5. All those who are maintained in the covenant by obedience, atonement, and God’s mercy belong to the group which will be saved. An important interpretation of the first and last points is that election and ultimately salvation are considered to be by God’s mercy rather than human achievement.

    So, according to Sanders, you “get in” by God’s act of grace (covenant) but you “stay in” by adhering to the law of Moses (nomism). The law does not get you in, but it will keep you in.

    Literature by and on Sanders is legion. Whether you agree with him or not, the impact that his scholarship has had upon our understanding of Paul and his relationship to the Judaism of his day is undoubtedly tremendous.

  • Nothing Comes from Nothing

    In the beautiful 1965 movie The Sound of Music, Maria (Julie Andrews) and Captain von Trapp (Christopher Plummer) sing “Something Good,” in which they say they must have done something good sometime during their childhood or youth, because they have found each other. What interests me in this song, however, is not their love story but this particular lyric:

    “Nothing comes from nothing, nothing ever could”

    When put into context, the line means that God has rewarded them for their good deeds in their childhood by bringing them together. But when taken out of context–although I normally don’t like doing it–it may lead one to the question of the origin of the universe. Although it is quite a leap to go from their love song to the origin of everything, the line pertains to one of the most besetting questions:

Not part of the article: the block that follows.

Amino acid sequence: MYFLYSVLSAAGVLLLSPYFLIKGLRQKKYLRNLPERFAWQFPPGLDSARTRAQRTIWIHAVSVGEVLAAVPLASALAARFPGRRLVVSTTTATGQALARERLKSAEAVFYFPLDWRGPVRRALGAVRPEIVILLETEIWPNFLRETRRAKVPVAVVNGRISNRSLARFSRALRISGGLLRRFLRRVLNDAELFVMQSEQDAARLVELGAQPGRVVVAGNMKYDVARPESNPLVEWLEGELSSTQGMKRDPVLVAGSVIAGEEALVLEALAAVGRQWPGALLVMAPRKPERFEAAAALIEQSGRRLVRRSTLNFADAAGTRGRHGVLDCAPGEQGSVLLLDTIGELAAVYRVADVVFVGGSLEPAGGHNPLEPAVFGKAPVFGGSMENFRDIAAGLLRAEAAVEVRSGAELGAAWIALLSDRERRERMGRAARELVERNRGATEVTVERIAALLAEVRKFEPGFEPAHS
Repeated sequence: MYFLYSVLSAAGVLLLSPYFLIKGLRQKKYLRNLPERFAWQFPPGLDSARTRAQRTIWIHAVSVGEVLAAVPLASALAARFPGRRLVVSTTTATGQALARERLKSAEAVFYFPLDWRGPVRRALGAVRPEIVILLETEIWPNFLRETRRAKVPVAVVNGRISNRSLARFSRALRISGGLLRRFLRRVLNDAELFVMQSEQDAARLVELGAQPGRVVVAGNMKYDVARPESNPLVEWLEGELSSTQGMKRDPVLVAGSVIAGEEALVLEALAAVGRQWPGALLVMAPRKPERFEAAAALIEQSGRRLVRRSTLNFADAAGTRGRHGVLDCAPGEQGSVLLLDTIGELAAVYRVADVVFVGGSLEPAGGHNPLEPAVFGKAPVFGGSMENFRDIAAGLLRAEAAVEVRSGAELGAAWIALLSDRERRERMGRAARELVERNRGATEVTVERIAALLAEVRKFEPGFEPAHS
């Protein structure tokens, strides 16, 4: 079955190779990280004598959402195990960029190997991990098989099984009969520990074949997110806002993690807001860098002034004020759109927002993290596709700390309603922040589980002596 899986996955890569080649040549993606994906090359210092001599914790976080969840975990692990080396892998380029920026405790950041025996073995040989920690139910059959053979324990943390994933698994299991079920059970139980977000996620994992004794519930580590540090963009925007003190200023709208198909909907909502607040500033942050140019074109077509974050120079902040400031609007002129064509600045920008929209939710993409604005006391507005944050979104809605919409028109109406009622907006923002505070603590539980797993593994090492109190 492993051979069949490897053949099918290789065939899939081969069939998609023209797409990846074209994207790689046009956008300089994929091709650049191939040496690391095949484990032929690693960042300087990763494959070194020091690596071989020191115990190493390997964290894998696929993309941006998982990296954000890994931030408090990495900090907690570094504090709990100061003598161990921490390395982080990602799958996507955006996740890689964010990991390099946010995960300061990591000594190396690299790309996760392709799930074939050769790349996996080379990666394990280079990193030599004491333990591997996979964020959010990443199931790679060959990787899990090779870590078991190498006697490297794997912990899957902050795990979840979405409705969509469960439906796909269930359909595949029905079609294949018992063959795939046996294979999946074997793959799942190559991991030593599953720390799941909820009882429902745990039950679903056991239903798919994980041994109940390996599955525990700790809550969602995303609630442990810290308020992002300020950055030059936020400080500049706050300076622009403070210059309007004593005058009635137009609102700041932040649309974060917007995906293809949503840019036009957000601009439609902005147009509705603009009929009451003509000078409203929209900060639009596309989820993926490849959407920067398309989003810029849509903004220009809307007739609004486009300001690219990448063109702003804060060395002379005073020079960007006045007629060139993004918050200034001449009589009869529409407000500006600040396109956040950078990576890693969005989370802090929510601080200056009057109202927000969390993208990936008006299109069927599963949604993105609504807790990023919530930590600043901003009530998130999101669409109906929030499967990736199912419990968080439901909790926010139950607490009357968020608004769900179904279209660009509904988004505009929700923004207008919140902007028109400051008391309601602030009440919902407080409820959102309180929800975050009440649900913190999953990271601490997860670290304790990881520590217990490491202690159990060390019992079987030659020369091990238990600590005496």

“How did the universe and everything in it begin?”

    Roughly speaking, I think that there are two competing types of answers to that question. (* There is a mediating position called TE [Theistic Evolution]).

    First, there is the God explanation. It depends on and trusts the Bible’s description of the origin of the universe: “In the beginning God created the heavens and the earth” (Genesis 1:1). Second, there is the No God explanation. This attempts to account for the origin of the universe without God. The American Museum of Natural History (amnh.org) gives an exemplary stance of this view: “Our universe began with an explosion of space itself–the Big Bang. Starting from extremely high density and temperature, space expanded, the universe cooled, and the simplest elements formed. Gravity gradually drew matter together to form the first stars and the first galaxies.”

    This question concerning the origin of the world is important because it affects almost every aspect of one’s life. In fact, your answer to that question demonstrates your conviction of where you’re headed after death. For those who accept and believe in the God explanation, death means a passage to God their Maker. For those who resort to the No God explanation, death simply means the end of their existence.

    Where do you stand?